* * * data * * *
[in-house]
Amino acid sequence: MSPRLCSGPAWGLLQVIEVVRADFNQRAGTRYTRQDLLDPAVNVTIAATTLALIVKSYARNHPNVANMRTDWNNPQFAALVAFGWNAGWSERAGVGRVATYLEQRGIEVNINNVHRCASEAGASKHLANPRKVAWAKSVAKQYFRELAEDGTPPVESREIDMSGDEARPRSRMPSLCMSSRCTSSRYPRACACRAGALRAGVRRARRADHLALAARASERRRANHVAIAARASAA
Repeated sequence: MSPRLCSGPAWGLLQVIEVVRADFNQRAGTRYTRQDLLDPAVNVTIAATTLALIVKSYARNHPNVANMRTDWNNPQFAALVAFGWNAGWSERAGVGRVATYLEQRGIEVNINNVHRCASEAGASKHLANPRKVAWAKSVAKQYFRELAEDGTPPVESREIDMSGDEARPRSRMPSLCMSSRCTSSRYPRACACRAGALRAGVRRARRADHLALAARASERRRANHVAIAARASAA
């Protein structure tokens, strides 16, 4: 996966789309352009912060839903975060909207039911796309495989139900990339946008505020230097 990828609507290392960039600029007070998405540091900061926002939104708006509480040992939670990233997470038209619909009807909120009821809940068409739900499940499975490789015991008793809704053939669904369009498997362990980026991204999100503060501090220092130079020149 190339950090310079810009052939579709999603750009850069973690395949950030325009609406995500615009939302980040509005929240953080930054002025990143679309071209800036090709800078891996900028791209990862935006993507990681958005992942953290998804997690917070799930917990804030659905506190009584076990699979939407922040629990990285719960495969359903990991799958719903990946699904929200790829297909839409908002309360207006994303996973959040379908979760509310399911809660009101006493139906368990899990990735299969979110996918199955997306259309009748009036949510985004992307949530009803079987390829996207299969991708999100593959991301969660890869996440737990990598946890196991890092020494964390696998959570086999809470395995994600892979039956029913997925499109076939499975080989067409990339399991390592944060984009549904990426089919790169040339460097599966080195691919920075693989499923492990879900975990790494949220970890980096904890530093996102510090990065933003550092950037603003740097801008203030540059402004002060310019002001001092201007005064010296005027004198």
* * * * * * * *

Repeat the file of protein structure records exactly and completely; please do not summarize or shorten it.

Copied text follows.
[in-house]
Amino acid sequence: MSPRLCSGPAWGLLQVIEVVRADFNQRAGTRYTRQDLLDPAVNVTIAATTLALIVKSYARNHPNVANMRTDWNNPQFAALVAFGWNAGWSERAGVGRVATYLEQRGIEVNINNVHRCASEAGASKHLANPRKVAWAKSVAKQYFRELAEDGTPPVESREIDMSGDEARPRSRMPSLCMSSRCTSSRYPRACACRAGALRAGVRRARRADHLALAARASERRRANHVAIAARASAA
Repeated sequence: MSPRLCSGPAWGLLQVIEVVRADFNQRAGTRYTRQDLLDPAVNVTIAATTLALIVKSYARNHPNVANMRTDWNNPQFAALVAFGWNAGWSERAGVGRVATYLEQRGIEVNINNVHRCASEAGASKHLANPRKVAWAKSVAKQYFRELAEDGTPPVESREIDMSGDEARPRSRMPSLCMSSRCTSSRYPRACACRAGALRAGVRRARRADHLALAARASERRRANHVAIAARASAA
């Protein structure tokens, strides 16, 4: 996966789309352009912060839903975060909207039911796309495989139900990339946008505020230097 990828609507290392960039600029007070998405540091900061926002939104708006509480040992939670990233997470038209619909009807909120009821809940068409739900499940499975490789015991008793809704053939669904369009498997362990980026991204999100503060501090220092130079020149 190339950090310079810009052939579709999603750009850069973690395949950030325009609406995500615009939302980040509005929240953080930054002025990143679309071209800036090709800078891996900028791209990862935006993507990681958005992942953290998804997690917070799930917990804030659905506190009584076990699979939407922040629990990285719960495969359903990991799958719903990946699904929200790829297909839409908002309360207006994303996973959040379908979760509310399911809660009101006493139906368990899990990735299969979110996918199955997306259309009748009036949510985004992307949530009803079987390829996207299969991708999100593959991301969660890869996440737990990598946890196991890092020494964390696998959570086999809470395995994600892979039956029913997925499109076939499975080989067409990339399991390592944060984009549904990426089919790169040339460097599966080195691919920075693989499923492990879900975990790494949220970890980096904890530093996102510090990065933003550092950037603003740097801008203030540059402004002060310019002001001092201007005064010296005027004198």